How Do I Unmerge in Photoshop?

By David Weedmark

Learn how to unmerge layers in Photochop CC, as well as ways to group and merge layers together without needing to unmerge them again.

If you flatten a document or merge layers in Adobe Photoshop CC, there are a couple of ways you can pry them apart again: use the Undo commands or the History panel. Once you get your project back to the way you need it, there are two alternatives for managing layers you should check out, which give you many of the benefits of merging, without having to unmerge layers later.

Using the Undo Commands

If you haven't made any other changes to a Photoshop project after merging layers, you can undo the merge from the Edit menu. Select Undo Merge or Undo Flatten, depending on which task you performed. Alternatively, just press Ctrl-Z, to undo the last action you performed.

If you have performed other actions on the file since you last merged the layers, you can trace back through your steps by pressing Alt-Ctrl-Z, or selecting Step Backward from the Edit menu, multiple times. Keep an eye on the Layers panel to see when the layers are returned to the non-merged state. Keep in mind that you lose all of the work that you did after the merge.

Using the History Panel

Photoshop's History panel is like a wormhole for graphic designers. Instead of tediously going back one step at a time, open the History panel from the Windows menu and then click on the state just before you merged the layers. Note that you will lose all of the work you did since the merge.

The History panel works only for actions you have completed in your current Photoshop session. If you close Photoshop and open a saved file, it won't give you access to anything that you did in the last session.

Clicking the step directly above Merge Down in the History panel unmerges the layers.


If you changed other layers since the merge, there's a secret escape hatch you can use to rescue them before you go back in time with History panel. Right-click any layer in the Layers panel, select Duplicate and then select New. This exports the layer as it is now to a new Photoshop window. After you go back to the pre-merged version of your current file, use the Duplicate option in the new window to port the layers back to your project.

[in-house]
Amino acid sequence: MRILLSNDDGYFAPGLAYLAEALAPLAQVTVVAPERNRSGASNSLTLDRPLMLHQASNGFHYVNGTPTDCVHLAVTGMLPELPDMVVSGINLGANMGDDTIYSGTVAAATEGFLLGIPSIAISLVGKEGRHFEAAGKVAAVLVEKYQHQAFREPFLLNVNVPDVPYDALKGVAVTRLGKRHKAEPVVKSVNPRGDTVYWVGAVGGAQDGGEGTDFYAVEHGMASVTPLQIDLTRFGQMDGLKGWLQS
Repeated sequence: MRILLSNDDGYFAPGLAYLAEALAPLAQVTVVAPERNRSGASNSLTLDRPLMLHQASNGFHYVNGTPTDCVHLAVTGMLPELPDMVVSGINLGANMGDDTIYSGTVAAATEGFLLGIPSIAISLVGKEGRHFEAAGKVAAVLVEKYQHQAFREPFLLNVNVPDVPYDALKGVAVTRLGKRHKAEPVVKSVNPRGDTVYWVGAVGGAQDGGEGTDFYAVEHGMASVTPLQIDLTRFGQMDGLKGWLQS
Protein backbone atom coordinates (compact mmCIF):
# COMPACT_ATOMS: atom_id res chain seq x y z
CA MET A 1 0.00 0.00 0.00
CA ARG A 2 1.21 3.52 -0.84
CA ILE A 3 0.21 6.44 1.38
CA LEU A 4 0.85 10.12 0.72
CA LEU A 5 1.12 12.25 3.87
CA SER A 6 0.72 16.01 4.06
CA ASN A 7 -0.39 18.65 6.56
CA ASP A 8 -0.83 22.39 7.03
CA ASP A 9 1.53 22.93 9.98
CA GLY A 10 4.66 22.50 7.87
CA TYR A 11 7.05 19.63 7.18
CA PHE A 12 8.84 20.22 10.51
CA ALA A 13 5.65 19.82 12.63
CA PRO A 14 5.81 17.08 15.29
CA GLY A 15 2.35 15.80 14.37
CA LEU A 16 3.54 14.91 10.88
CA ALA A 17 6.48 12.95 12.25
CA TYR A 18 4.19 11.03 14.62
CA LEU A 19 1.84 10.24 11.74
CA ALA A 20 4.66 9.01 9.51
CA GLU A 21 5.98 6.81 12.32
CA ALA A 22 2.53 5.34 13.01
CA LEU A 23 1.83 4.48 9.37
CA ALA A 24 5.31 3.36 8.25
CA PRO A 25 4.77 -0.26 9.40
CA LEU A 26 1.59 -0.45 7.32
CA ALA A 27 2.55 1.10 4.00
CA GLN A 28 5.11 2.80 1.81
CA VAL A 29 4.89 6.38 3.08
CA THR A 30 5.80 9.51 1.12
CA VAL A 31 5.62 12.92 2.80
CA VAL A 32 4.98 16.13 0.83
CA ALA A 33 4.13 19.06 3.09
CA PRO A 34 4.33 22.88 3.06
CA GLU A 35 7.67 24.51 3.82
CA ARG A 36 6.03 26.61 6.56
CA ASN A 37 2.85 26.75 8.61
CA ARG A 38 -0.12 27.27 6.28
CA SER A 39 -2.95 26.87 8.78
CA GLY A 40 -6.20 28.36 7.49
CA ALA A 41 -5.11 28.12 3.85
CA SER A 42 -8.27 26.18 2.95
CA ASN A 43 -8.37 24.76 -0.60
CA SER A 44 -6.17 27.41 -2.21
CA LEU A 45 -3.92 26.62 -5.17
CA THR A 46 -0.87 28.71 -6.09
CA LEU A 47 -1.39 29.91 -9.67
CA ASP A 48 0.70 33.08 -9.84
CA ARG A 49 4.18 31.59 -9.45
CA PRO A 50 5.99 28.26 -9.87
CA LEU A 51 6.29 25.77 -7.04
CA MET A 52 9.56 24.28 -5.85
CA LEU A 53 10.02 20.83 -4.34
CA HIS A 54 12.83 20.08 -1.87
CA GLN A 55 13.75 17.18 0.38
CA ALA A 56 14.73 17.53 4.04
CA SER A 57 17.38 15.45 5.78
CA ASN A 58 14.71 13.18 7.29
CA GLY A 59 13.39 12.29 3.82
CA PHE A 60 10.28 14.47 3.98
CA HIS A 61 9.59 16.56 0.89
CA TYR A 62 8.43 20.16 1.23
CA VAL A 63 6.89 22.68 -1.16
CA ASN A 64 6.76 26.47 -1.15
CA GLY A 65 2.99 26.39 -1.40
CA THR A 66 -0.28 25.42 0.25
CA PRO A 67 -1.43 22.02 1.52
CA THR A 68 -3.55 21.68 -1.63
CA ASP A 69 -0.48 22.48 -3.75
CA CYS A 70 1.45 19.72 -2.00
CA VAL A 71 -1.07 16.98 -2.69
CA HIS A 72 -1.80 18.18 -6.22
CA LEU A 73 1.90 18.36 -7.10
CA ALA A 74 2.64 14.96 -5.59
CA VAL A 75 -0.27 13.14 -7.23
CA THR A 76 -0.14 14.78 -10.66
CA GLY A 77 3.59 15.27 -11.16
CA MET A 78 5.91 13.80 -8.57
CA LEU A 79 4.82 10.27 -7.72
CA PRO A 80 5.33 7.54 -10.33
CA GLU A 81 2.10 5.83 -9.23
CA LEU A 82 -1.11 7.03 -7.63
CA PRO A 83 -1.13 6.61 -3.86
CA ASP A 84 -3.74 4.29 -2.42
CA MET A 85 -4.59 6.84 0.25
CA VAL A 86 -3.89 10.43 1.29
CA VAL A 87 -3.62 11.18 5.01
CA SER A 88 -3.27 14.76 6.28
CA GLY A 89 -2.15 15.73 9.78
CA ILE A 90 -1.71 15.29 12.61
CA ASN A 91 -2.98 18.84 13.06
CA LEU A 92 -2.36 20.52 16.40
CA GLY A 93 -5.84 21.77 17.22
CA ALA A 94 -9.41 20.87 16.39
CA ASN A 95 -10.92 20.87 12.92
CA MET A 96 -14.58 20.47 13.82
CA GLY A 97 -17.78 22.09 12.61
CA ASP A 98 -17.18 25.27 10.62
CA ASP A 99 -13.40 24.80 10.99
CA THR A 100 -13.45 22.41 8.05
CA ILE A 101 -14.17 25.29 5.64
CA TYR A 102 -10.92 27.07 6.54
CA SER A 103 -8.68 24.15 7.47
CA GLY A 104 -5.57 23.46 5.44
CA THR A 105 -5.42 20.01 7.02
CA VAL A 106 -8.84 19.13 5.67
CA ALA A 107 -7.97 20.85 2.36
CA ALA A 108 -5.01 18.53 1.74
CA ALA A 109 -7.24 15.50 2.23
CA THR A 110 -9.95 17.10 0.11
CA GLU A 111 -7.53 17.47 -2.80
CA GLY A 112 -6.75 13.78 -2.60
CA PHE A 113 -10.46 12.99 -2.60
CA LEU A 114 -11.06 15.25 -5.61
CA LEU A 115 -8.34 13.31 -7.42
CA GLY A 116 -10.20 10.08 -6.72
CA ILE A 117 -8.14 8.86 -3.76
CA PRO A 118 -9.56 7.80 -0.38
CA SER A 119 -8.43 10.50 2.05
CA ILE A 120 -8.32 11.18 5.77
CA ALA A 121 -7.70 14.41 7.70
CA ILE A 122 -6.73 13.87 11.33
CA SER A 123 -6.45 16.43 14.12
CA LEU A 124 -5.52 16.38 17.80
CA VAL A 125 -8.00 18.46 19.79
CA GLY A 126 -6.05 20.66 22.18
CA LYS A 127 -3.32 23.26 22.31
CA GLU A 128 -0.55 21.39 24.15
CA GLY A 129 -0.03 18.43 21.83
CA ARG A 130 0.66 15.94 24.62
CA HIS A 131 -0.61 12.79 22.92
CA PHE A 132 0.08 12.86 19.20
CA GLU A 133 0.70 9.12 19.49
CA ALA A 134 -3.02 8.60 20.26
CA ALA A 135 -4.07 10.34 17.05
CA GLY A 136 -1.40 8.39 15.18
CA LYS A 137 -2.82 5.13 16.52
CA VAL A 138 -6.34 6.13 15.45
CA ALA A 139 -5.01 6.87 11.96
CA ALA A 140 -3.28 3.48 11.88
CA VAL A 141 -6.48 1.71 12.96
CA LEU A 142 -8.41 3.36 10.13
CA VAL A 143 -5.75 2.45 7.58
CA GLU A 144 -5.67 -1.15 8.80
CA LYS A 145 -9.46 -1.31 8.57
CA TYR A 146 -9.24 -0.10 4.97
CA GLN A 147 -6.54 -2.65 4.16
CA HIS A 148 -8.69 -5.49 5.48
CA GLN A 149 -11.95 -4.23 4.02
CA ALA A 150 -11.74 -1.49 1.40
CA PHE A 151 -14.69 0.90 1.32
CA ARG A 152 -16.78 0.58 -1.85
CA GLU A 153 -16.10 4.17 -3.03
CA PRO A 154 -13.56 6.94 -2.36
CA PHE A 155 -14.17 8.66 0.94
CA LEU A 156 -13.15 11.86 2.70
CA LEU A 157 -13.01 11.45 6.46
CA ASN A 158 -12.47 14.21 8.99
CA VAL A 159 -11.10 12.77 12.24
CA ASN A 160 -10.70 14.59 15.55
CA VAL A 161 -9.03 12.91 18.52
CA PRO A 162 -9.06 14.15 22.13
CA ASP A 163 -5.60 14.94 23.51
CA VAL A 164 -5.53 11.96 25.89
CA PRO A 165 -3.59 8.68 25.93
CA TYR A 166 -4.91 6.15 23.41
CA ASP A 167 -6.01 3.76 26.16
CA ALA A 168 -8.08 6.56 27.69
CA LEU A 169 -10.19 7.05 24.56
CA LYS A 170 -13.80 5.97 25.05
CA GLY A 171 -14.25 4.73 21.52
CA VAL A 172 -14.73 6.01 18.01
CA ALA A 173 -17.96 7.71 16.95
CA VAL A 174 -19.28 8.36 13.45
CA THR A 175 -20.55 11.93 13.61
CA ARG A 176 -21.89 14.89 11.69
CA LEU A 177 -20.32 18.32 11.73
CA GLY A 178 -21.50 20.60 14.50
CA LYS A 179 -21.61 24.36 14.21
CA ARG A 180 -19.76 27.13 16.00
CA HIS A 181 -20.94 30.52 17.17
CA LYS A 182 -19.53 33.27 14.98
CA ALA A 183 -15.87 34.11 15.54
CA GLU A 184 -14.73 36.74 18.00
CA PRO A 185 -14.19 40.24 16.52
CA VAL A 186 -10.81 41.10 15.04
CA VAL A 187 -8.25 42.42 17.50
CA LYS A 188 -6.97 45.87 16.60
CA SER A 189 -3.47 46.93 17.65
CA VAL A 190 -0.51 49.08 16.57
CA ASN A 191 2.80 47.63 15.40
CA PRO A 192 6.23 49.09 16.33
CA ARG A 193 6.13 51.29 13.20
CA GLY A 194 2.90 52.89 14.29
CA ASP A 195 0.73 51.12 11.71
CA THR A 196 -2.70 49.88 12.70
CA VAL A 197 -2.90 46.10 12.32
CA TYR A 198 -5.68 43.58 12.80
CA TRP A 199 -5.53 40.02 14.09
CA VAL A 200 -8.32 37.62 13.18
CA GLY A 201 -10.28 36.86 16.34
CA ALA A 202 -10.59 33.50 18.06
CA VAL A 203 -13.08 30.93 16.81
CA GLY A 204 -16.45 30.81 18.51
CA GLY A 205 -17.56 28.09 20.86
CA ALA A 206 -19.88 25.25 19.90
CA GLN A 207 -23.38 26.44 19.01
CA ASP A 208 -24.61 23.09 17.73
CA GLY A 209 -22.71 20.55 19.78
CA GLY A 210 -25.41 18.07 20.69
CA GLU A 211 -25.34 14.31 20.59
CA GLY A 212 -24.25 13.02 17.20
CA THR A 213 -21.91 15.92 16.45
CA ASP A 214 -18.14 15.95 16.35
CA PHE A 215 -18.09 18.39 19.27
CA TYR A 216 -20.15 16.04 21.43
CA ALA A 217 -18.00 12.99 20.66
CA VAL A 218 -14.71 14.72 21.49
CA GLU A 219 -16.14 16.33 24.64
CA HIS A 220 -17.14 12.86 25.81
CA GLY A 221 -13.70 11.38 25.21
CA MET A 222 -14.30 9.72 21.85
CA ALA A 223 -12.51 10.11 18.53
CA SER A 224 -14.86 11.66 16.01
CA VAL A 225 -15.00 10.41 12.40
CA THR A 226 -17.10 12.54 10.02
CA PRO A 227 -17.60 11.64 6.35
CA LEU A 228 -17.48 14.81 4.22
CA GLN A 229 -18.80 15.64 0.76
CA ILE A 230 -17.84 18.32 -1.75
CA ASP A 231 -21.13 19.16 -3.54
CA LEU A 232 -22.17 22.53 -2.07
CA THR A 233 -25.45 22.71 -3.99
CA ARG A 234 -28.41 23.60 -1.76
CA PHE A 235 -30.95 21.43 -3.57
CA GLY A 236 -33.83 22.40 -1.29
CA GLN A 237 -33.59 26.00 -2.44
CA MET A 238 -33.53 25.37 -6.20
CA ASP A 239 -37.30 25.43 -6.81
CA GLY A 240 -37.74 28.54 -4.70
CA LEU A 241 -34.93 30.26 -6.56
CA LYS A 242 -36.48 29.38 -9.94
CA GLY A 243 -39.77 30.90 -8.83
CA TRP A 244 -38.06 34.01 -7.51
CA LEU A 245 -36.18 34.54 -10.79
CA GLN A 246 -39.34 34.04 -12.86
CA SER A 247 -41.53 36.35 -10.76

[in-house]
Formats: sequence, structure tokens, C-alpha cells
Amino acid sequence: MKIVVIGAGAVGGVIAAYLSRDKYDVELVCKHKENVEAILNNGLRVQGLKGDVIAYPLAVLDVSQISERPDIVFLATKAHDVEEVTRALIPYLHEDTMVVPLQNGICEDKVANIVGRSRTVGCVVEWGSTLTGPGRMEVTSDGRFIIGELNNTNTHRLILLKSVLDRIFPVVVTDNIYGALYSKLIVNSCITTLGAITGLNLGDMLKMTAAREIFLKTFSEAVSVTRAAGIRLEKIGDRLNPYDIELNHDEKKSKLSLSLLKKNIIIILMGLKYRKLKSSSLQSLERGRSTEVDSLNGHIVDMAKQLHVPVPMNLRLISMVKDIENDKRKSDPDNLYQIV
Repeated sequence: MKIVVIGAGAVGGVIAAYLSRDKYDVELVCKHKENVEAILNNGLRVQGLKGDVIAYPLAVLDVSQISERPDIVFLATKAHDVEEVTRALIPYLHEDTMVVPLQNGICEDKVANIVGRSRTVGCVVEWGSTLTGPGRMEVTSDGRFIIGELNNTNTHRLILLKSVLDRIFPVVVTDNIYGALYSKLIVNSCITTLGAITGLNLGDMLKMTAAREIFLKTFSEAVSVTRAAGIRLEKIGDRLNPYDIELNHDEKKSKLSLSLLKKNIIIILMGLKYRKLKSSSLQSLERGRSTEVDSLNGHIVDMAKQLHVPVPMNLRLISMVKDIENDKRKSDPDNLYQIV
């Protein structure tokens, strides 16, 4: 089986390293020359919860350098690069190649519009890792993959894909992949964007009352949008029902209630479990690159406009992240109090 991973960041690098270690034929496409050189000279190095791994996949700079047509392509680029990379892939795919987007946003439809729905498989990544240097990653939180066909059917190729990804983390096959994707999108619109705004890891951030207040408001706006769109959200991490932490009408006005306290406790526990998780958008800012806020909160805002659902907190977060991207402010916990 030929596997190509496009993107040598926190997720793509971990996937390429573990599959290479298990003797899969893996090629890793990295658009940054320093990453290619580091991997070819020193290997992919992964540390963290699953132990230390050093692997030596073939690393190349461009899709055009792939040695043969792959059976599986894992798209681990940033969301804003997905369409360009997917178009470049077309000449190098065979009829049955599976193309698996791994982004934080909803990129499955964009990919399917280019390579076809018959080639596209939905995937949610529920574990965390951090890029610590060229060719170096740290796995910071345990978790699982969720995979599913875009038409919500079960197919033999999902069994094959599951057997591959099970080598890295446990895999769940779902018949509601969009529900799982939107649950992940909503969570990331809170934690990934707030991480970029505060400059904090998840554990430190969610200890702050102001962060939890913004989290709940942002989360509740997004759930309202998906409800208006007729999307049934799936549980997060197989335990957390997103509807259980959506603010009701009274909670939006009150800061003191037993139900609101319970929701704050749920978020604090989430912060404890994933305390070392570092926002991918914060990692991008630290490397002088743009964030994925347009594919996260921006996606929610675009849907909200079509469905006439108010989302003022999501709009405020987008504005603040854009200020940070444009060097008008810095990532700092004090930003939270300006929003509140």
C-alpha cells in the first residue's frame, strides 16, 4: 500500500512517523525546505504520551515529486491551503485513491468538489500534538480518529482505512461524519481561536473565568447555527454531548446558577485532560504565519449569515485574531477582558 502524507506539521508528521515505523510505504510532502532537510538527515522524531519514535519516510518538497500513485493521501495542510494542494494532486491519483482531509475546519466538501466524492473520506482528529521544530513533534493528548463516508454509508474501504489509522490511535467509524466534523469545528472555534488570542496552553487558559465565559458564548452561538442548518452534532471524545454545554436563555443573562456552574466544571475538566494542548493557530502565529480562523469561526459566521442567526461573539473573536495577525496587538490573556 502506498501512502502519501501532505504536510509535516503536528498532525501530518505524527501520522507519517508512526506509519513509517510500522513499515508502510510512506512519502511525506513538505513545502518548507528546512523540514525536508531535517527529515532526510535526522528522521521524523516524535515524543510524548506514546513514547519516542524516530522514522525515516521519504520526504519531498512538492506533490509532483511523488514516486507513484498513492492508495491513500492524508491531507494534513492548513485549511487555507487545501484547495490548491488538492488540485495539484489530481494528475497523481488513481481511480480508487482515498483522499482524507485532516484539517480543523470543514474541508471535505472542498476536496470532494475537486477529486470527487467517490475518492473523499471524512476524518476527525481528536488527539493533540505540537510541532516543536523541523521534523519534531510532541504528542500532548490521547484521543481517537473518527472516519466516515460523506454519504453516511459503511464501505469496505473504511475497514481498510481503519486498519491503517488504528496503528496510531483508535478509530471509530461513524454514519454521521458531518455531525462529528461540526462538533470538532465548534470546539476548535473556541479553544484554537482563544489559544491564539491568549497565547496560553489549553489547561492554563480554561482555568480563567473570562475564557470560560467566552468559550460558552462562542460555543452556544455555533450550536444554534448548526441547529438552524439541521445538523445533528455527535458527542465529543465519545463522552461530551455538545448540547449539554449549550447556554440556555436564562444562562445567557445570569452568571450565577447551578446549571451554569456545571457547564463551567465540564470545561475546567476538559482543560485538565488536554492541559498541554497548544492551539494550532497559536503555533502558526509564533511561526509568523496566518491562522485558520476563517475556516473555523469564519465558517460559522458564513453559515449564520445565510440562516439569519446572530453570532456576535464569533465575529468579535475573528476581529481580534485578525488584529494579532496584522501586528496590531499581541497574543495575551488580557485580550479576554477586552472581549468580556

Alternatives to Merging or Flattening

Group Instead of Merge

Grouping layers into a folder gives you many of the benefits of merging while keeping each layer intact. Ctrl-click each layer to group in the Layers panel and then click the Folder icon. This puts the layers into a single folder, which you can move up and down in the Layers panel and edit at the same time.

To work on only one layer in the folder, click the Arrow icon beside the folder and then select that layer. To remove a layer from a folder, just drag it out.

The Ellipse and Polygon layers are grouped into a Folder.

Merge Into a New Layer

Photoshop has a keyboard shortcut that merges all visible content into a new layer without affecting the layers below it.

  1. Click the Eye icon beside any layers you don't want merged to hide them.
  2. Press Ctrl-Alt-Shift-E. A new layer appears with the merged content. Mac users can press Command-Option-Shift-E.
  3. Click the Eye icons to make the hidden layers visible again.
  4. Click the Eye icons beside the layers you merged to hide them without deleting them from your file.

Merging the Ellipse and Polygon layers into Layer 1 without merging the Background.

Whenever you want to merge two or more layers, you can do it without having to unmerge them again later. Two good alternatives are to use folders or to create a new merged layer.